4. I didn’t do that well on the “thinking about the things I love about my family, students, and friends”-front. Especially with my son I got decidedly cranky. But I can say that his sleeping is getting better. It did take a bit of a threat, though, I have told him that he is not to come to me at all until morning. Since he wants me to leave both his and my bedroom door open all night so I can hear him I told him if he so much as calls me throughout the night I will not only close the door but lock it. Apparently that was just the thing it took. You might want to wish me luck, we’re currently working on the “debate everything your mother says”-issue.

The other thing that makes me happy is that I’m starting to lose weight. Well, to be honest I’m down by 100 grams over the last month but still that’s something because over the last two years my weight has been climbing up every single month. Losing weight is something I hope to achieve through becoming a happier person but I’d say the goal of happiness is much better than the one of getting slim.

The thing that makes me even happier than losing a hundred grams is that I might be starting to exercise again. I did some yoga on Sunday (very slow, very easy yoga that made me realize how much out of shape I am), and yesterday I did my very first ever “Couch to 5k”-workout. See, I’m decidedly not a runner. I’m not built for it, not even when I’m a normal weight and fit, and I have never been able to run for any length of time. But when I was thinking about what kind of person I want to be I found that I’m really envious of people like my husband who just put on their running shoes and then go off jogging through the fields for an hour or so. And then I thought about what Mel had started some time ago, and then I read Kris’ post about how she managed to run a marathon, and that got me motivated.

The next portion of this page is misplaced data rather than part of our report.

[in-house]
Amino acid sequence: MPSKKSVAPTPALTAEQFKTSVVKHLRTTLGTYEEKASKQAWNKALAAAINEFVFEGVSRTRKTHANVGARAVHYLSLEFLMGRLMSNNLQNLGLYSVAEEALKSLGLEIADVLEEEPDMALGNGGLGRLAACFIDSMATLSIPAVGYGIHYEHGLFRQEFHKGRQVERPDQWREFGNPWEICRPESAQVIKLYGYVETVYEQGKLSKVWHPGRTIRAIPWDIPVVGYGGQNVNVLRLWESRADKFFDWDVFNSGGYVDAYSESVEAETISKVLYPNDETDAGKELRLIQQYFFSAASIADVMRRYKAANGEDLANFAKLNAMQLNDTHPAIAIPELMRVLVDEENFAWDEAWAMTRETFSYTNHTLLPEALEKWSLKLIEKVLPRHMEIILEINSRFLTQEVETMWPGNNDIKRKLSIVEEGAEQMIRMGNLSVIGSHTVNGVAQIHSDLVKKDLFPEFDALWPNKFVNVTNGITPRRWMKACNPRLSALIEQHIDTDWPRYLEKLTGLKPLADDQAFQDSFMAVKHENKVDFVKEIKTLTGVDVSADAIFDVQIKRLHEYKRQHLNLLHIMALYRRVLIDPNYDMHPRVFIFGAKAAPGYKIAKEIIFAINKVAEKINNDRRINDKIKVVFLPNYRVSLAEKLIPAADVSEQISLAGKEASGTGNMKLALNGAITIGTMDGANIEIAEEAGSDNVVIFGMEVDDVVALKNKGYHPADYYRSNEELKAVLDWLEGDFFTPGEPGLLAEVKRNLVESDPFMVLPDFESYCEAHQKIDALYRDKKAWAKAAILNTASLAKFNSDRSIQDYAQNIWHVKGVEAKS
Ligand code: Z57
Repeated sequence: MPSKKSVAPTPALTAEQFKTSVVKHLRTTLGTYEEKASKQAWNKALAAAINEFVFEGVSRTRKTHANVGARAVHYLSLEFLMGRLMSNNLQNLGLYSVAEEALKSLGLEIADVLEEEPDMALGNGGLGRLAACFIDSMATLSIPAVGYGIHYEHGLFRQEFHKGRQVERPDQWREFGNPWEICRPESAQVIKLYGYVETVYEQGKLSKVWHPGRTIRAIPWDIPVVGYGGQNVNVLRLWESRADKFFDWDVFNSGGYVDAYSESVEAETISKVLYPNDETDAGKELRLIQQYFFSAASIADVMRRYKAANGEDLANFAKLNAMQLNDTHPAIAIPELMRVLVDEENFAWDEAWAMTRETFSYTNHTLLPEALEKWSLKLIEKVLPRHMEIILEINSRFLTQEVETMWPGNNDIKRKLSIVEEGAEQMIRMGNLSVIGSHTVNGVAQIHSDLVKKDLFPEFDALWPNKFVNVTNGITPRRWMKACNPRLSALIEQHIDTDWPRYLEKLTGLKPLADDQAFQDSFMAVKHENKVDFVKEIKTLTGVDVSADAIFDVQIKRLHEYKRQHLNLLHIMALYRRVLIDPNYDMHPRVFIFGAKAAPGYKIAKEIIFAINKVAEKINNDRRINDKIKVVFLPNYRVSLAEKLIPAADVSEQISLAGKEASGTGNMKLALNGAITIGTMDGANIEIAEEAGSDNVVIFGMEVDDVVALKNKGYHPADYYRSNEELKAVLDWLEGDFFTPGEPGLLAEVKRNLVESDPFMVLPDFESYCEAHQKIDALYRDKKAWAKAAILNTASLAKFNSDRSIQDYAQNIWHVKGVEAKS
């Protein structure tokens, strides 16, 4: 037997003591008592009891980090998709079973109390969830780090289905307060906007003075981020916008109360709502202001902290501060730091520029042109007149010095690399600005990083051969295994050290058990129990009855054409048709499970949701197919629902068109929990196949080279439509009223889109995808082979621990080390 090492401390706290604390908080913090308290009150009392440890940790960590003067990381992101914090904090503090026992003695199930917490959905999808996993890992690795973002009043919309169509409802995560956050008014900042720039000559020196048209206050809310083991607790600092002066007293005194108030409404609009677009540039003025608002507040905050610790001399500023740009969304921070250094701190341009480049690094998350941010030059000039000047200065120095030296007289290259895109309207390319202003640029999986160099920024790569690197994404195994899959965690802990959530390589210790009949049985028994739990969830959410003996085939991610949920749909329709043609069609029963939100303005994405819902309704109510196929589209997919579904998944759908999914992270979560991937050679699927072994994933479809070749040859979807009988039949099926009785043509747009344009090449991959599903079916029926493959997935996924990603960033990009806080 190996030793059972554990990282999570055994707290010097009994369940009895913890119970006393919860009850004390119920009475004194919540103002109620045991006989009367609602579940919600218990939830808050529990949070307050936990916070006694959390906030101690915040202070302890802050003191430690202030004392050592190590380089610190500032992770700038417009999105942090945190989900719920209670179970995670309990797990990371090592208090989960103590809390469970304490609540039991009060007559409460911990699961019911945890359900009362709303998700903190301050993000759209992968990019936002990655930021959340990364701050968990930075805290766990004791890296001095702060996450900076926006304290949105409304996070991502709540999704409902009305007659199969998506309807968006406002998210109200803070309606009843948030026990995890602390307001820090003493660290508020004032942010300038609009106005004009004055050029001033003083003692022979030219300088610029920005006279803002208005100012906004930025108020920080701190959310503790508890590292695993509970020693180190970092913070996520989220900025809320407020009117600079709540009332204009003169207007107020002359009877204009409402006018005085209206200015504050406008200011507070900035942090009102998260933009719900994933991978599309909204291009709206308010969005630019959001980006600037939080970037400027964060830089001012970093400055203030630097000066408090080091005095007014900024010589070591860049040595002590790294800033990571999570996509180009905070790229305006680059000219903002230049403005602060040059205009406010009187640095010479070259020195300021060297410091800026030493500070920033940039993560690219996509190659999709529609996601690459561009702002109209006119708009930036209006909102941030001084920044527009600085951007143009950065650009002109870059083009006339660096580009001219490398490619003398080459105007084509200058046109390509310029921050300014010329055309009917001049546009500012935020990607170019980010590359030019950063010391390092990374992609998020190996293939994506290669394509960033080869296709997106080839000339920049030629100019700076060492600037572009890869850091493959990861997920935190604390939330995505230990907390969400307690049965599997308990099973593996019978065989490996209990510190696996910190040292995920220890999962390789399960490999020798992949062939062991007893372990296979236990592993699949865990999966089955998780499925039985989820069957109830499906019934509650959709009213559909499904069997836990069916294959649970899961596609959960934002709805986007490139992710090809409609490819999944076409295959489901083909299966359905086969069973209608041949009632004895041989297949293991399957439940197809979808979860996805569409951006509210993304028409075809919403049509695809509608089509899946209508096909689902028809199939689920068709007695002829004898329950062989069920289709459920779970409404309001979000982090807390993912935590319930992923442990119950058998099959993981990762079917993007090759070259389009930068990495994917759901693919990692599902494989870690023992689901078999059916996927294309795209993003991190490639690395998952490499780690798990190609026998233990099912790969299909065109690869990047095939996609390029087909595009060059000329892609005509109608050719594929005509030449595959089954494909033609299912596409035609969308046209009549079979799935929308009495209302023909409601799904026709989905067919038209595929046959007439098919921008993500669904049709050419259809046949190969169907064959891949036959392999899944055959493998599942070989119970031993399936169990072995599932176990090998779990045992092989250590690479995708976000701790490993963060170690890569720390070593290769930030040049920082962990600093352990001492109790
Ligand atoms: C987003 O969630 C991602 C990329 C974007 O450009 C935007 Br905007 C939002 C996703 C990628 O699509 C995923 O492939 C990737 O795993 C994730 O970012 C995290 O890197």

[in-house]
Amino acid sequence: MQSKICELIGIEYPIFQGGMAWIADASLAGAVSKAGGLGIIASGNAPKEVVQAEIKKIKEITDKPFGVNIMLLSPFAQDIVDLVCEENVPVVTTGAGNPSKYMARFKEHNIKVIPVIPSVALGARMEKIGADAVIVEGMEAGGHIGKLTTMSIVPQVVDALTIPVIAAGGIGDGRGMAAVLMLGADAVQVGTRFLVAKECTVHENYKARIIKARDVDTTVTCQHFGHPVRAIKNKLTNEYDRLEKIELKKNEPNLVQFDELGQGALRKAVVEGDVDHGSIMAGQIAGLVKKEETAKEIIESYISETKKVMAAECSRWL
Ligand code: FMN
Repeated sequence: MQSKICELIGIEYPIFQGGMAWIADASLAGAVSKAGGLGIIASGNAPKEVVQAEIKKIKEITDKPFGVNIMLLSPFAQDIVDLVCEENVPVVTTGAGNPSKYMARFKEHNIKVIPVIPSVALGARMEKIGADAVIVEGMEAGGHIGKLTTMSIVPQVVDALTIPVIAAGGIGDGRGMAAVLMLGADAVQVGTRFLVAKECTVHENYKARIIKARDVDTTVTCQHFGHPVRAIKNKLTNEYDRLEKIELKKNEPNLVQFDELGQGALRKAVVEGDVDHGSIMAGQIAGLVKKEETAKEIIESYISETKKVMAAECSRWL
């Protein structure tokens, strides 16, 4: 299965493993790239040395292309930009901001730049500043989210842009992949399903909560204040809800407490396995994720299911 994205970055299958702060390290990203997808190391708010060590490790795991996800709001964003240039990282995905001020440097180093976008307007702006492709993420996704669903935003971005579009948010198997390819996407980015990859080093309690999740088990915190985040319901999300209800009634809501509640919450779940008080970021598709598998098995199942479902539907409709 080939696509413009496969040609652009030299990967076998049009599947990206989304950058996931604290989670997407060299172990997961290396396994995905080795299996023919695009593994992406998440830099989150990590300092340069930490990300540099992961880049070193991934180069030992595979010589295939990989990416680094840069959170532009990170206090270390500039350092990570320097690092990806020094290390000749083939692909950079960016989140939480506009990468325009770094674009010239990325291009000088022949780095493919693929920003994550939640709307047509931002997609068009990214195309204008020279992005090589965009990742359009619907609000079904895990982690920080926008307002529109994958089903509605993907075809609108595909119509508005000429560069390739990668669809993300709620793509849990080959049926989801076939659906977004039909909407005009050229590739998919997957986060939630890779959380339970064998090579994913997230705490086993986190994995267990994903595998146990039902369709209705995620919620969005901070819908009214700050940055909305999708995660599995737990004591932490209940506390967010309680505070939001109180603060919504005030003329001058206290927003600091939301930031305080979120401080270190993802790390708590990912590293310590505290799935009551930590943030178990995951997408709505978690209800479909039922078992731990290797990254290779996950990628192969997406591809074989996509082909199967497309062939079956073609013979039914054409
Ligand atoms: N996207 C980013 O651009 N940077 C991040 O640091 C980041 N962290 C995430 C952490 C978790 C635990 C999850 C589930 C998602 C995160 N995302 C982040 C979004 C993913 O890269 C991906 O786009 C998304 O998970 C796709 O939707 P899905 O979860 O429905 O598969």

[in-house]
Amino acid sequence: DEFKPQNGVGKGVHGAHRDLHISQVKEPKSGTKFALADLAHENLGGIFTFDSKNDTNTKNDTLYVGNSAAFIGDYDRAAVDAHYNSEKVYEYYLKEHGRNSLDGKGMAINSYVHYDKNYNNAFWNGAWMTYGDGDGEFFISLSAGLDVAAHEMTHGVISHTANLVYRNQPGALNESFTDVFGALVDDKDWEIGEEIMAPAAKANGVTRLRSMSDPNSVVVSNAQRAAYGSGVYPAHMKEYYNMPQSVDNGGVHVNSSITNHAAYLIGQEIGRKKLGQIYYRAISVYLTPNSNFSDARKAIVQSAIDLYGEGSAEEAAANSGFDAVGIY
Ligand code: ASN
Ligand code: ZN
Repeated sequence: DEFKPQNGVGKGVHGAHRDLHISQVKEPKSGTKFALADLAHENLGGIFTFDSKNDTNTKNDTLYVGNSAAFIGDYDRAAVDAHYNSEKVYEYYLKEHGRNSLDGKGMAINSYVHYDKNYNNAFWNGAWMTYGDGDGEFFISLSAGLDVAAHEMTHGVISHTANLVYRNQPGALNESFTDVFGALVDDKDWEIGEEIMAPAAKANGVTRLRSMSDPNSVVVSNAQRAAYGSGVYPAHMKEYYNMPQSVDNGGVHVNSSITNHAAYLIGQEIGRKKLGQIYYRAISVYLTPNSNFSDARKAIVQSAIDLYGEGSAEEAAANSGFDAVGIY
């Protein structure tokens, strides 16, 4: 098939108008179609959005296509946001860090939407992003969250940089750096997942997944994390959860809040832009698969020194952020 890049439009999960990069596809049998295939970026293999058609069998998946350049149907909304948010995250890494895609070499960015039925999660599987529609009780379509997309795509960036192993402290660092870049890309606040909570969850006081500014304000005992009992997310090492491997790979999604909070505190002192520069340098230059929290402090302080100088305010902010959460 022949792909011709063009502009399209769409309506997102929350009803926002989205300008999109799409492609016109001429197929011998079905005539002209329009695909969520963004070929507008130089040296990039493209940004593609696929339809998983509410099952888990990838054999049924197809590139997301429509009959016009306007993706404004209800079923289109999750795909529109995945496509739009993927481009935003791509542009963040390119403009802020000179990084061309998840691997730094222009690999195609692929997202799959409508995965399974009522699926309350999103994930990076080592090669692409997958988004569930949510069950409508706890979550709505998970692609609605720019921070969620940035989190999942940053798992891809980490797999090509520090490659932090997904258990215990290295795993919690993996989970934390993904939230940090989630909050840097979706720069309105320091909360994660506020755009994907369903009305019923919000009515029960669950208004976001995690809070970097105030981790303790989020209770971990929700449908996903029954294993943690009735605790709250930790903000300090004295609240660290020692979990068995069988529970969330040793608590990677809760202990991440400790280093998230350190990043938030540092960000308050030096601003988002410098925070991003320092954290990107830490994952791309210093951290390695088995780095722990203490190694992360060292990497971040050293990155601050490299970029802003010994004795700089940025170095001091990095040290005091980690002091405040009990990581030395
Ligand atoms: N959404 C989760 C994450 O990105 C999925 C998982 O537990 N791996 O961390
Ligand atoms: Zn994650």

I didn’t know whether I should talk about it here because all I’ve done so far is alternately walk and jog for a total of thirty minutes once, and I did it at home just staying in one spot (and I know that’s not quite the same as moving forward while doing it, but trust me I did work out and I can feel every single muscle in my lower body right now). I’m not about to go out on the street with this anytime soon, and I’ll never run a marathon for sure, ever. But still. I feel pretty amazing having tried out something new. I plan to do the next session of walking and running tomorrow in the morning.

So this will be the fifth resolution in my “happiness project”, exercise three times a week or more.

Jan 132010
 

You could say I have started my very own “happiness project“. I was not feeling happy in 2009 and the same in 2008 which I only recalled when I looked up my word of the year for 2009 and found out that a) the word wasn’t “healing” as I had thought, and b) in 2009 I was seriously disappointed with 2008.